But I very much disagree with momsdream that my situation is different from that of her son. I did not choose a wealthy family any more than he chose a black one. People are also being ignorant in my case. One can make a case that legacy admissions are unfair. One can make a similar case that the URMs at my high school, many as privileged as I am and who have benefited from high clibre educations, are no more deserving of the break than I am. The world is not always fair momsdream, but you seem be choosing the version of "fairness", and definition of ignorance, that works for you.

I can assure you based on reading these topics, that if you son posts asking how to respond to critism of his URM advantage, he will get as many, if not more, answers than I did.

By Momsdream (Momsdream) on Saturday, September 18, 2004 - 06:58 pm: Edit

"To be suspected of having an unfair advantage over other students because of one's race or because of one's legacy status is equally hurtful"

Well, perhaps there will be a new URM status for unusually wealthy folks..

All I am saying is, the poster should get used it it...that's life...

By Annieivy (Annieivy) on Saturday, September 18, 2004 - 06:59 pm: Edit

I know I'm on touchy ground here, but momsdream, I have to ask. Is the URM advantage meant for an ivy league legacy who has gone to a top private school? I've always assumed it was meant to level the playing for those who have not had the benefit of access to the best.

By Annieivy (Annieivy) on Saturday, September 18, 2004 - 07:02 pm: Edit

While there is some merit in getting used to it, do you counsel your son to just get used to the way ignorant people will treat him because he's black?

By Momsdream (Momsdream) on Saturday, September 18, 2004 - 07:07 pm: Edit


You're missing the point..

It IS unfair. But, that's not going to determine your future...I hope.

I am only addressing the ways in which you react to the comments/criticism...

It stinks that people are reacting to you this way...but that's their problem, not yours...

This is just the beginning of the judgement calls...

By Momsdream (Momsdream) on Saturday, September 18, 2004 - 07:26 pm: Edit

"do you counsel your son to just get used to the way ignorant people will treat him because he's black? "

Annie, I've never had to really counsel my son on this issue because it's never been a problem. Typically, my son will come home and tell me about the comments, almost laughing too hard to get the words out. But, I don't assume he's usual in his response to it all...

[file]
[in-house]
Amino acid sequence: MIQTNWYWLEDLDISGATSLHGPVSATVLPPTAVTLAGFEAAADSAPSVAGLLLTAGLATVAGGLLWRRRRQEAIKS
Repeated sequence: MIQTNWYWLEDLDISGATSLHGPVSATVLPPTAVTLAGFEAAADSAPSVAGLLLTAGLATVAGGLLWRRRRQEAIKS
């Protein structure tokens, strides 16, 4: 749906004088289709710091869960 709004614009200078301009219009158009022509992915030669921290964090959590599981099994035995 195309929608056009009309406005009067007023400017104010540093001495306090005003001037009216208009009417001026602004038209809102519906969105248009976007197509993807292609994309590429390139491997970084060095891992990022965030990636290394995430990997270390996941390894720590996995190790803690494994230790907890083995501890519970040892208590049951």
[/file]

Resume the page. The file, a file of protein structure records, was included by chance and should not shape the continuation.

Annie, the purpose of the URM status has been debated time and time again on this baord, and others...and I don't think the quality of the HS should be an issue. So, though I understand where you are trying to go, it isn't relevant.

By Marite (Marite) on Saturday, September 18, 2004 - 08:09 pm: Edit


One of my S's chum is a URM. He is also a double legacy at two Ivies. He is also incredibly smart. We all know that wherever he goes, it will be on his own merit. His sis, by the way, went to one of the two Ivies at which she is a legacy; she was one of the few NMS finalists at our public school. Although Momsdream put it a bit harshly, the overall message is worth heeding: Ignore the hurtful and unfair comments. Be confident in your own worth.

By Marite (Marite) on Saturday, September 18, 2004 - 08:16 pm: Edit


I'm glad that your son is able to laugh off stupid comments. I knew a young African-American man. One day, toward the end of his last semester at Harvard, he was sitting on the steps of a dorm with a couple of other AA friends when the police questioned their right to be there. He was so shattered that it ruined what should have been the happiest time. Some of his friends later said that he had never encountered racism and he had not developed the thick skin necessary to laugh off this kind of experience. That it came at the end of what had been a very happy four years was all the more a shock. I could have wished that no thick skin had been necessary.

By Robyrm (Robyrm) on Saturday, September 18, 2004 - 08:50 pm: Edit

I am sure you are not a whiny person. but, this whole issue strikes me as being in that vein.

You are clearly as qualified as the next person- the legacy issue notwithstanding- to apply to whatever college you wish and to stand as good a chance as anyone of getting in. No one doubts that, and I am sure you don't doubt it either. Surely you are not looking to strangers for affirmation of this?

What sets you apart is several things.